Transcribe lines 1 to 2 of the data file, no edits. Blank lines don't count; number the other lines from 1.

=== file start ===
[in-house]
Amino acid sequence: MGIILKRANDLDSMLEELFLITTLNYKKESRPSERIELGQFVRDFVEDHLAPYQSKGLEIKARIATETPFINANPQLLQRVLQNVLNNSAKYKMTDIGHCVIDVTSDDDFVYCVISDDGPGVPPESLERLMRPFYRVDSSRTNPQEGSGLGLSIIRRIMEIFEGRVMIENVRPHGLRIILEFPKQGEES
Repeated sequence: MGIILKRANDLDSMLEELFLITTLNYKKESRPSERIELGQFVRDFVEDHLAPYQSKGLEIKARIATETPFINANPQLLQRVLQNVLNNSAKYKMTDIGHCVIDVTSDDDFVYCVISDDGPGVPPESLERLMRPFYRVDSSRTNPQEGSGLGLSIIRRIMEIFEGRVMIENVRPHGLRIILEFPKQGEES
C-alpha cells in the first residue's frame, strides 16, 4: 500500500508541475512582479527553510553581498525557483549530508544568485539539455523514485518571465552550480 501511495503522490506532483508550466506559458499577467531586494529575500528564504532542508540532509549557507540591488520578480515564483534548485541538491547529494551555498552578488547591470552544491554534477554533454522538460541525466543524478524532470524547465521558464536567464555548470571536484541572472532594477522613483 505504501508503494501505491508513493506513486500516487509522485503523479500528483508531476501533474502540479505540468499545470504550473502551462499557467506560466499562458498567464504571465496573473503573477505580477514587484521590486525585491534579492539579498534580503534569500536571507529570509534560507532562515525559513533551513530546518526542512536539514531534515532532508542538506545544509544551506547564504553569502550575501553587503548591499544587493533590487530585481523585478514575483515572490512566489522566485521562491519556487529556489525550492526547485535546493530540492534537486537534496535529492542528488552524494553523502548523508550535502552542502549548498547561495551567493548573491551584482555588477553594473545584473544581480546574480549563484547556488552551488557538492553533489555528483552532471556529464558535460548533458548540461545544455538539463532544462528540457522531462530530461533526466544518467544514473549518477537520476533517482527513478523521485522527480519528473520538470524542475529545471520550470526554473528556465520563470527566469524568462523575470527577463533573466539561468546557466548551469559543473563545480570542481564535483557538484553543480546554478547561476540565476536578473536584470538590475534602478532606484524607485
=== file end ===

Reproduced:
[in-house]
Amino acid sequence: MGIILKRANDLDSMLEELFLITTLNYKKESRPSERIELGQFVRDFVEDHLAPYQSKGLEIKARIATETPFINANPQLLQRVLQNVLNNSAKYKMTDIGHCVIDVTSDDDFVYCVISDDGPGVPPESLERLMRPFYRVDSSRTNPQEGSGLGLSIIRRIMEIFEGRVMIENVRPHGLRIILEFPKQGEES